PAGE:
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According to Once you've bought or received bitcoins; you now need to keep them as safe as possible. This guide will provide... More researchers, an Iranian hacking group APT34 was recently observed sending malicious emails to a US-based firm with ties to the government.
Security researchers at Intezer recently reported a new hacking activity coming from Iran, where a known threat actor, APT34 was observed sending malicious emails to a US-based company. The company in question is called Westat, and it is known for having ties to the US local and state governments, as well as to the country’s federal agencies.
Sweet Monkey Jesus! The Jefe and I were just discussion the supposed extinction of Visual Basic Macros on Monday …Iranian Hackers Target U.S. Gov. Vendor With Malware | Threatpost https://t.co/owskOaF8Z1
— Misha Kirin Vanamonde (@MysterMyke) February 1, 2020
The company’s employees, as well as its customers, were allegedly targeted with emails containing malicious attachments. The company itself is a professional services firm that offers research services to over 80 federal agencies, as well as local and state governments.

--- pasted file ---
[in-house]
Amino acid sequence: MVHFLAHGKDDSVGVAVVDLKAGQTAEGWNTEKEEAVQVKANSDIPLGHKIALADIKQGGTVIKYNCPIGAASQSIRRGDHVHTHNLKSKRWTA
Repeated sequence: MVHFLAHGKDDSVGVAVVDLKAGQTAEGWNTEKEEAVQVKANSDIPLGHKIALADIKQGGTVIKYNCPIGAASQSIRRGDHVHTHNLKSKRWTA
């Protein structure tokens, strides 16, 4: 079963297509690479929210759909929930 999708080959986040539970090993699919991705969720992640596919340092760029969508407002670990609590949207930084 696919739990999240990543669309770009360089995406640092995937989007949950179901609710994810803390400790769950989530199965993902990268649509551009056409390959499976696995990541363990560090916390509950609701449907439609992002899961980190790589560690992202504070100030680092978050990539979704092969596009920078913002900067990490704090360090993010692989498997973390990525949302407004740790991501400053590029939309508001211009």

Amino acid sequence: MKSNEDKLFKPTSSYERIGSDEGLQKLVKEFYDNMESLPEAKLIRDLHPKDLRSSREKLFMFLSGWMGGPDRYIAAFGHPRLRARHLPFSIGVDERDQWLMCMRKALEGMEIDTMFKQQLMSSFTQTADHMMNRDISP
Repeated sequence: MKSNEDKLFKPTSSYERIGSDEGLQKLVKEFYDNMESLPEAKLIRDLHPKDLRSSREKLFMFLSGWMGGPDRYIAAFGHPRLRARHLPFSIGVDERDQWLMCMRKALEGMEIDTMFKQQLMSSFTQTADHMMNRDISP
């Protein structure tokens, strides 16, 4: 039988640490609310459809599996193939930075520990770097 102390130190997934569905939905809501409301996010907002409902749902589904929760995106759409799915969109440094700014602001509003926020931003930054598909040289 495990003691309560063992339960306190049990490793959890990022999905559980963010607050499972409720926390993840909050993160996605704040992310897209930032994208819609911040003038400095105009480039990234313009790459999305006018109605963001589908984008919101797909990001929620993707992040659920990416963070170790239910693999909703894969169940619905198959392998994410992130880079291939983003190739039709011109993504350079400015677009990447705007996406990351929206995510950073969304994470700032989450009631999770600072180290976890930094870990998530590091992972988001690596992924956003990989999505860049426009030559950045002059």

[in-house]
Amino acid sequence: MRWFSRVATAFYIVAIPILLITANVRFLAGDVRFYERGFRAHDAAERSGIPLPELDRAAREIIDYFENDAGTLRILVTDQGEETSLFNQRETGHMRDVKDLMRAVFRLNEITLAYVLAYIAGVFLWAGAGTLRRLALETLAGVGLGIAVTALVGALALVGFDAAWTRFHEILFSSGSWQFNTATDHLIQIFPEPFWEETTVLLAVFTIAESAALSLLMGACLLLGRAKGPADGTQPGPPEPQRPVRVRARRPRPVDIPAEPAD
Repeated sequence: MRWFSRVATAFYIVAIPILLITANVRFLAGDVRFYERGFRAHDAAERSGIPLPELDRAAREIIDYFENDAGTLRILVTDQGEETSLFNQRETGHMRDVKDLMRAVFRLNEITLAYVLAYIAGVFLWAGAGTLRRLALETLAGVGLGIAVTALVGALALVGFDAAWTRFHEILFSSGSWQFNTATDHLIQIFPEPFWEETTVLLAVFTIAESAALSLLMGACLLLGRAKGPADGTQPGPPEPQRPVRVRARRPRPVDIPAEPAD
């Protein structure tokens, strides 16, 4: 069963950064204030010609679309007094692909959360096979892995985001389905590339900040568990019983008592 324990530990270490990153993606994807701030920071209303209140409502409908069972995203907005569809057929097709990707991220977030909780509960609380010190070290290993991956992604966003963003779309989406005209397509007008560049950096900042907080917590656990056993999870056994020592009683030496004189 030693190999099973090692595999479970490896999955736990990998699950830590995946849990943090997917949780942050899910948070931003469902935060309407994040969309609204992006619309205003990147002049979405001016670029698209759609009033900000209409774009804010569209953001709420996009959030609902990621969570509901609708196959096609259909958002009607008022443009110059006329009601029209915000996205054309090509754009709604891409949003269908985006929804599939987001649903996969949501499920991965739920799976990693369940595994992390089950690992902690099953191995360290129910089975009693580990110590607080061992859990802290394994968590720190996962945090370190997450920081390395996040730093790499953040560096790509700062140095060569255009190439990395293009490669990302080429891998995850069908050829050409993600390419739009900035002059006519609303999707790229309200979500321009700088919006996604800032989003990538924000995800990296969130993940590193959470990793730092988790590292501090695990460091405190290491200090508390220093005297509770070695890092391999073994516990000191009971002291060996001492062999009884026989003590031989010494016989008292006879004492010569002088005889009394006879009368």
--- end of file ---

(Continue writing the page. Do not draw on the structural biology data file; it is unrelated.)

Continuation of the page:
The attack was noticed in January 2020, after the researchers identified a malicious file named survey xls. The emails that the hackers have been sending are posing as an employee satisfaction survey in an attempt to trick the employees and customers of the firm into opening it. They contain Excel spreadsheets that look blank upon downloading and opening. However, after the victim enables macros on the spreadsheet, there is an actual survey that will appear.
Of course, the survey is only there as a front. In the background, the malicious code for macro is being executed. The code works by unpacking a .ZIP file, extracting and installing a .exe file, which is run only around five minutes after the infection of the system. It delivers a TONEDEAF malware, which then acts as a backdoor that can collect system data, keep track of uploads and downloads, and more.
Westat acknowledged the existence of the malware and has credited Intezer for its discovery. Researchers have, in turn, linked the campaign to APT34 from Iran, also known as Greenbug, or OilRig — a group whose specialty is cyber-espionage. The group has previously targeted numerous organizations in the Middle East, particularly government, financial, or energy entities.
According to researchers, the malware that the group is using is modified — evolved and more advanced in order to increase its stealthy approach. This TONEDEAF 2.0 does this by hiding its imported API calls
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